What is Retrenchment?

In Malaysia, the termination of employees is subject to specific criteria and cannot be not carried out arbitrarily. It is essential to have clearly defined objectives and selection criteria in place. In essence, there should be a justifiable reason for discontinuing the employment of a particular individual. These same principles apply to the retention of employees as well.

The selection criteria are outlined within the guidelines of the Code of Conduct for Industrial Harmony. This document results from an agreement involving Malaysia’s Ministry of Human Resources, the Malaysian Trades Union Congress, and the Malaysian Council of Employers’ Organisations. Employers must consider this comprehensive set of guidelines.

The “Last In, First Out” Guideline

A commonly employed principle in Malaysia is the “last in, first out” rule. Essentially, this means that when retrenchment becomes necessary, the employee with the shortest length of service within a particular team or role would typically be the first to be let go. Those who have been with the company for a longer duration would be retained before those with less seniority.

Providing Adequate Notice

When the decision to terminate or retrench an employee is reached, it is imperative to issue a formal Notice of Retrenchment. The length of the notice period is contingent upon company policies or collective agreements.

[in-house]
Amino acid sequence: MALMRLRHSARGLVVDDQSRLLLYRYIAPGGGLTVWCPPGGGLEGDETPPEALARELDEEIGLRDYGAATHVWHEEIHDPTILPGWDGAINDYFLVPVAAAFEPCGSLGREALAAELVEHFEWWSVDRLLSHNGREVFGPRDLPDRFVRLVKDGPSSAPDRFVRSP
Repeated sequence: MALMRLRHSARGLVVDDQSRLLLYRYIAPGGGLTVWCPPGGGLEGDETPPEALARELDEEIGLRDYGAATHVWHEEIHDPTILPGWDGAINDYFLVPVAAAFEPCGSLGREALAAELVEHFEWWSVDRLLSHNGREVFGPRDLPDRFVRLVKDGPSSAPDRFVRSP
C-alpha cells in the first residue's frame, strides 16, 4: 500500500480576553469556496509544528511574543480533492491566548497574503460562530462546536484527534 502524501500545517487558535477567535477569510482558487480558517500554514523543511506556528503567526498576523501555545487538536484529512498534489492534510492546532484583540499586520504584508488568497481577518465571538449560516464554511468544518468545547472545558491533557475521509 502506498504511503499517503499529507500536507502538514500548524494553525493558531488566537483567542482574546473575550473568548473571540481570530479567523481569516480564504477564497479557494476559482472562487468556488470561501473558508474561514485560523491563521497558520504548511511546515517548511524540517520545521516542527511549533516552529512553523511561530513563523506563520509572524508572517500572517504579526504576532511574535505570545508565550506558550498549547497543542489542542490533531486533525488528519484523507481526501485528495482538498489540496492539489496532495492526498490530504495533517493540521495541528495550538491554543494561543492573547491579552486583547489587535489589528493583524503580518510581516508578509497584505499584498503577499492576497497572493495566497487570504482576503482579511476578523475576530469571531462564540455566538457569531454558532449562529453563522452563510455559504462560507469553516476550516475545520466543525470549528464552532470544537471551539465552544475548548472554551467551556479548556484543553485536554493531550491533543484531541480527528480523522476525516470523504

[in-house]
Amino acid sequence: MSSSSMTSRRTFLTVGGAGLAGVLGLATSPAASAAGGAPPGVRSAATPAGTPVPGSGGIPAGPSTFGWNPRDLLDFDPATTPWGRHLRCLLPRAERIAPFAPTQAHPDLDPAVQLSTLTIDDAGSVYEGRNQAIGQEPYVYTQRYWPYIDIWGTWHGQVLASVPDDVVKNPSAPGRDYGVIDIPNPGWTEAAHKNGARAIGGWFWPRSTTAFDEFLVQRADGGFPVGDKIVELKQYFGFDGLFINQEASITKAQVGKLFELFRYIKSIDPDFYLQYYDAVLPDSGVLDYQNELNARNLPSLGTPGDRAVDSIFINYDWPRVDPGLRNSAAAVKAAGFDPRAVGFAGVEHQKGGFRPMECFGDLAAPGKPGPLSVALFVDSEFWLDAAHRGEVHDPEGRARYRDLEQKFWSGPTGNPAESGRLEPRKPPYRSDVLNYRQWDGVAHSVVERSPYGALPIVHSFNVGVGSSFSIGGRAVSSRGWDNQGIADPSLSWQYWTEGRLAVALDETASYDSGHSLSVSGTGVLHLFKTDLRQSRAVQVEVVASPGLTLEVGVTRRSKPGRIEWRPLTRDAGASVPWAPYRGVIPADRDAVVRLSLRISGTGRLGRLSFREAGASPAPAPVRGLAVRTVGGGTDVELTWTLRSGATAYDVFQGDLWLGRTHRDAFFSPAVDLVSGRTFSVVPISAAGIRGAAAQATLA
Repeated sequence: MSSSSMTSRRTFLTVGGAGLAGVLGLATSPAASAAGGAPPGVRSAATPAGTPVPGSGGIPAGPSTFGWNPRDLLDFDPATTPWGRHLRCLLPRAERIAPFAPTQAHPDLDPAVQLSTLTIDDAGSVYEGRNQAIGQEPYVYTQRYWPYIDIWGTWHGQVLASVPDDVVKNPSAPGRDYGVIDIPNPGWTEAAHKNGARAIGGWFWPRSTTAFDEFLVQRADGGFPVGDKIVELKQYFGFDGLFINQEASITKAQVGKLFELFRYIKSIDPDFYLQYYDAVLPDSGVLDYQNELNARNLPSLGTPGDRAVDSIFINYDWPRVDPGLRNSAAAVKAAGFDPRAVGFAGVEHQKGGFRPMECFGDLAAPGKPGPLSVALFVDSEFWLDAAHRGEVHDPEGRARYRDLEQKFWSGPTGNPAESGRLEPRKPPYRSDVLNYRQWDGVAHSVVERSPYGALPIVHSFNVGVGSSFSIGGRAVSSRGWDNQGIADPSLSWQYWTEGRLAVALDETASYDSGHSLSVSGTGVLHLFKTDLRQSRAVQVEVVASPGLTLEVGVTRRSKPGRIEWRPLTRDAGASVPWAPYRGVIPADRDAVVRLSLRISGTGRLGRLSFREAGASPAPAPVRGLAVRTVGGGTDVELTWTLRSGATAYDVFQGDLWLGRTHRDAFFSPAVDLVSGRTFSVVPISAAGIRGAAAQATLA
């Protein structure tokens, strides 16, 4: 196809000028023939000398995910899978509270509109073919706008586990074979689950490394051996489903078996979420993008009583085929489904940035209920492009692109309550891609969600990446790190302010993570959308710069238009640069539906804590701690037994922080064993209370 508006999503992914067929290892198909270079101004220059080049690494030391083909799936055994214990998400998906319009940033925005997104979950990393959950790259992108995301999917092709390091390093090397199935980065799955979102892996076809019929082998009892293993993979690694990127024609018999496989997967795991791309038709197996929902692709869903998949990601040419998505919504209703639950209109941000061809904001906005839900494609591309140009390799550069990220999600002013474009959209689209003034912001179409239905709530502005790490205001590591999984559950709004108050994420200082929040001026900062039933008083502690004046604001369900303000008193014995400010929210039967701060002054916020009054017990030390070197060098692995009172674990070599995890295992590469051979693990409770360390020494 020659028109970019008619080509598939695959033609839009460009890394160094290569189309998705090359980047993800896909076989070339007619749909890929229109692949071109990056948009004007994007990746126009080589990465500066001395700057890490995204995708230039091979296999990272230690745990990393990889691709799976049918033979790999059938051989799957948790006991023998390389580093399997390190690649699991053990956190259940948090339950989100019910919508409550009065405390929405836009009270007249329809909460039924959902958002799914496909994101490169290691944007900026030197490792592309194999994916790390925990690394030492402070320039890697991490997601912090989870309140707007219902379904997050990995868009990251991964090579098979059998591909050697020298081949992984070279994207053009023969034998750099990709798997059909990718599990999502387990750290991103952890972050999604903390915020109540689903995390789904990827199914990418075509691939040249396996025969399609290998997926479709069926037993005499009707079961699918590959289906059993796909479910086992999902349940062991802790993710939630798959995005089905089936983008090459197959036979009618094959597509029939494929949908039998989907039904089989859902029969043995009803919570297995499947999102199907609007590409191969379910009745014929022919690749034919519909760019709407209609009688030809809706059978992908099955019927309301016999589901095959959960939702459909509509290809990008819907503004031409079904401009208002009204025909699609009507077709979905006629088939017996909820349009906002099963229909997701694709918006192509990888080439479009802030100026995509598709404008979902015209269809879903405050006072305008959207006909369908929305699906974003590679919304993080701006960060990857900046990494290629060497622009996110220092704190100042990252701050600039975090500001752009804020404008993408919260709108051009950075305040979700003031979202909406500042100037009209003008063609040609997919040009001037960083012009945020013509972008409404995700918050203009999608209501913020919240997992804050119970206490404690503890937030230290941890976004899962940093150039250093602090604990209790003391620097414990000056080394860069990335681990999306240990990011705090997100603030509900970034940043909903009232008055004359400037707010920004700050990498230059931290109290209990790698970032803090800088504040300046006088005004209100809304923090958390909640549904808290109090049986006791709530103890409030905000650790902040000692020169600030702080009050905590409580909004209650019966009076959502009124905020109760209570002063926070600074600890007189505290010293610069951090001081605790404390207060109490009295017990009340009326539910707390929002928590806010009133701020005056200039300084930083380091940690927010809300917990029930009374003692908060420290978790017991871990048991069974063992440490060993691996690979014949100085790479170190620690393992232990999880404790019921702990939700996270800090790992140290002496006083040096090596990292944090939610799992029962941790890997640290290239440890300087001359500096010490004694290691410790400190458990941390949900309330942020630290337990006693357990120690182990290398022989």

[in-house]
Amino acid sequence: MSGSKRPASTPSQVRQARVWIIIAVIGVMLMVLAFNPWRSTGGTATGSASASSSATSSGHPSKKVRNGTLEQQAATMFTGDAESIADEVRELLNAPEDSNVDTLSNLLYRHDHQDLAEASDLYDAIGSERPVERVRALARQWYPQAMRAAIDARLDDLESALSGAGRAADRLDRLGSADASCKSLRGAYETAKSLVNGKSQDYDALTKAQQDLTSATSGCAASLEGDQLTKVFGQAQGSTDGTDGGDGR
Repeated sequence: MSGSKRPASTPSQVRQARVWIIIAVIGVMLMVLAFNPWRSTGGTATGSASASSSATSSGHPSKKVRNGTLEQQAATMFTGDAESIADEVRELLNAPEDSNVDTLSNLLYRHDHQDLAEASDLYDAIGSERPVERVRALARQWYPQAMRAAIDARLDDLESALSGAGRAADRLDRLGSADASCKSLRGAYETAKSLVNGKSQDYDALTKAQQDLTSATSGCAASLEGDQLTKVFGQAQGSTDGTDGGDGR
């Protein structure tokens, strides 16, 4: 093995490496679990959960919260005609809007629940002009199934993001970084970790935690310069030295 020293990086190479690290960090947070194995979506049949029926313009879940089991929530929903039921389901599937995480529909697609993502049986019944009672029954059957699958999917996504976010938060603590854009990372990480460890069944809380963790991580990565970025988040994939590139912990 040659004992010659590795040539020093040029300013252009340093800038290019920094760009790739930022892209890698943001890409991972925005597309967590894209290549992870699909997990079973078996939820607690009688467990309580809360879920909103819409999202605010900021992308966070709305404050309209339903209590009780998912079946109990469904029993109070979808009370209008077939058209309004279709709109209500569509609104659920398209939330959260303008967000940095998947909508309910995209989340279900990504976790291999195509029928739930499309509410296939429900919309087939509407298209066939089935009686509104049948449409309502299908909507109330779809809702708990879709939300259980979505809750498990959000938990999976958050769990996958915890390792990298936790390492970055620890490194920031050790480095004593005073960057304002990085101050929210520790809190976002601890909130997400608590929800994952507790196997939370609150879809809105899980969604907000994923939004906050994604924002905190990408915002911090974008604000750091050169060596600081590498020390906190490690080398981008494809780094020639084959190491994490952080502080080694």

In accordance with the Employment Act of 1955, an employee earning up to RM2,000 per month is entitled to notice based on their tenure. This same regulation applies to manual laborers, regardless of their monthly income.

For employees with less than two years of service, a minimum notice of four weeks is generally expected. If the duration of employment ranges from over two years to less than five years, the notice period should be no less than six weeks. In cases where the employee has rendered more than five years of service, the minimum notice period increases to eight weeks.

Reporting Retrenchment to Relevant Authorities

Following the termination or retrenchment of an employee, it is mandatory to inform the appropriate authorities. This requirement is stipulated by the Employment Retrenchment Notification 2004. To comply, employers must complete the Employment Notification Retrenchment Form (Borang PK). The form consists of several sections, each of which needs to be submitted in stages to the nearest Labor Office.

Failure to adhere to the reporting obligations constitutes an offense under Section 99A of the Employment Act, and a fine of RM10,000 can be imposed as a penalty.


error: Content is protected !!
Welcome to Messrs. Ng,Zainurul, Seke & Khoo (NZSK), CLICK to Whatsapp with respective lawyer in charge and we will get back to you as soon as possible! Thank You!
Lawyer Ng (Mr.) 黄律师
Family Matters, CIPAA, Debt Recovery, Will, LA & Probate, Child Adoption, Criminal Defence & etc.
Lawyer Khoo (Ms.) 邱律师
Corporate Dispute, Family Matters, CIPAA, Conveyancing Matters, Civil Litigation, Employment & etc.
Contact Lawyer 咨询律师